Portions of Louisville Loop Intermittently Closed

Read More
Blog
The Parklands

Flood Response & Clean-up

The Parklands of Floyds Fork experienced extensive flooding throughout all four parks and The Strand the weekend of February 25, 2018. Throughout the event, staff worked tirelessly to close off flooded trails, roadways and areas to help ensure visitor safety.

As water began to recede on Monday morning, members of the Maintenance, Natural Areas, Garden and Trail teams went to work clearing debris and mud from roads and pathways. Following a flood event, order of priority to re-open areas is as follows: Park roads, Louisville Loop, Paved Trails, Paddling Accesses. The team begins work on the ends—Shelbyville Road in the north and Bardstown Road in the south—working their way to the center. The Strand, containing some of the lowest areas of The Parklands, is the last area to be cleared.

While a few closures remain in place, most areas re-opened on Monday, just in time for park visitors to get out and enjoy the sunshine.  Clean up will continue on Tuesday, February 27 as water clears from The Strand and paddling accesses. Closure Updates

Photo by John Nation

Read on for a closer look at the work conducted by our hardworking Operations Team to get things back open, allowing visitors to enjoy the park.

Flood by Numbers

  • 13,700 – The CFS (water flow) at Mt. Washington Gauge as water peaked on Sunday morning
  • 4 – Major road closures during flood, in addition to 7 paddling accesses and several trails
    • Beckley Creek Parkway from MSD Bridge to under I-64 
    • Beckley Creek Parkway from Thornton Bridge to English Station Road entrance
    • Pope Lick Park entrance
    • Broad Run Park at Bardstown Road to nearby Cliffside
  • 20 – Parklands Team Members pitching in with closures and clean up
    • 16 supporting clean-up efforts
    • 4 Park Rangers managing closures
  • 7Park Vehicles to transport team members and tools
  • 2 – Small utility tractors to remove gravel that accumulated on roads and pathways
  • 2 – High-pressure spray tanks to help clear mud from Louisville Loop and other paved paths
  • Numerous squeegees and shovels to remove mud and stone from roads and pathways

While the numbers above provide a snapshot of the work conducted, clean-up and repairs to gardens, lawns and trails will continue into the spring. By supporting The Parklands through Membership, your donation helps fund the flood response and clean-up conducted during the past 48 hours as well as future work to maintain our parks 365 days a year. Join today at www.theparklands.org/Member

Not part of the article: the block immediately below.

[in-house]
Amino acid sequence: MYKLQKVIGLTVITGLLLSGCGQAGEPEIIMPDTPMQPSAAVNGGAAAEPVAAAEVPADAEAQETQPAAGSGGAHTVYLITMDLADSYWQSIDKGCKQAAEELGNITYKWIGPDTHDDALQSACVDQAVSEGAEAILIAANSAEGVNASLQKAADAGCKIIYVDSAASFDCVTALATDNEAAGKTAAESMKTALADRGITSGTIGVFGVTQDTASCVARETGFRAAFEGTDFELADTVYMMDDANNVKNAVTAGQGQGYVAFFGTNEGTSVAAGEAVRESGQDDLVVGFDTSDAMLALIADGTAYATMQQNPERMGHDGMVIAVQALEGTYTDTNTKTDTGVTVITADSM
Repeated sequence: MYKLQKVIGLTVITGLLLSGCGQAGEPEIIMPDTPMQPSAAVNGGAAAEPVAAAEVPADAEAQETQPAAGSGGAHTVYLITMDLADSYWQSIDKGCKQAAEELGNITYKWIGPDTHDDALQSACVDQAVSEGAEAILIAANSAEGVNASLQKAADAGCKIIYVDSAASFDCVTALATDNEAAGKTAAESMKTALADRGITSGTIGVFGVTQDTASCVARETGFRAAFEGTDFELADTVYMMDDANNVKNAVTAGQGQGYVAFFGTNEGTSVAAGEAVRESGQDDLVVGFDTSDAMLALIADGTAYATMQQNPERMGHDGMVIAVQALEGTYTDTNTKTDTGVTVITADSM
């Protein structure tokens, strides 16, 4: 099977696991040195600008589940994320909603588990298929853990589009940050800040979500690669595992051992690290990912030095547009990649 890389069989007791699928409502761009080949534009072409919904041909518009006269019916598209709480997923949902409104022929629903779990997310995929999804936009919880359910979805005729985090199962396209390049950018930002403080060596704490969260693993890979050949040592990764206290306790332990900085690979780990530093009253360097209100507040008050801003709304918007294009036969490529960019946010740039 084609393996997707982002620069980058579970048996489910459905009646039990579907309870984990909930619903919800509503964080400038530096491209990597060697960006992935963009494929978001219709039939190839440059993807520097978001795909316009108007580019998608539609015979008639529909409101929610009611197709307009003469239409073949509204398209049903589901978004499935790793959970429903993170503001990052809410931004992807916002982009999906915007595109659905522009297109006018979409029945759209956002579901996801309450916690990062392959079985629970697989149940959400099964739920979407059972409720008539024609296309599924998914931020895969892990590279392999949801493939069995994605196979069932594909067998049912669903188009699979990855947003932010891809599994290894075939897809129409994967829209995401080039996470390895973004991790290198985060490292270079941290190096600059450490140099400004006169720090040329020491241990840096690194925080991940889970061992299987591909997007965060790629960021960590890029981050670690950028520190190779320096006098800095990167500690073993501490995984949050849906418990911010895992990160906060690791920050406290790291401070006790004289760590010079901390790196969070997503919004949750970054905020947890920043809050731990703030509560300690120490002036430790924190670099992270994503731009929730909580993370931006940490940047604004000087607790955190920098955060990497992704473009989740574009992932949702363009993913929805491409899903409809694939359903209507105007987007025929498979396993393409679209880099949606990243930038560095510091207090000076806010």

CLICK HERE to view more photos of flood and clean up. 


About the Author


Picture of Anna Rosales-Crone

Anna Rosales-Crone

As Manager of Marketing and Communications, Anna Rosales-Crone manages internal and external communications strategies for The Parklands, as well as marketing to promote facility rentals, educational programming, fundraising and overall park awareness. Anna was hired as Communications Coordinator in May of 2015 to help build awareness of the newly constructed park by managing The Parklands brand, website and social media. Prior to joining The Parklands team, she worked in communications at the American Red Cross for five years where she grew the Louisville Area Chapter’s digital and social media presence while supporting public relations, marketing and special events. She also provided public affairs support and guidance during major disaster operations. Anna is a graduate of the University of Evansville where she met her husband and the second love of her life—traveling. She also enjoys hiking, reading, baking, dancing, going to concerts and hanging out with her two cats. Contact me about: media relations, photo requests and website.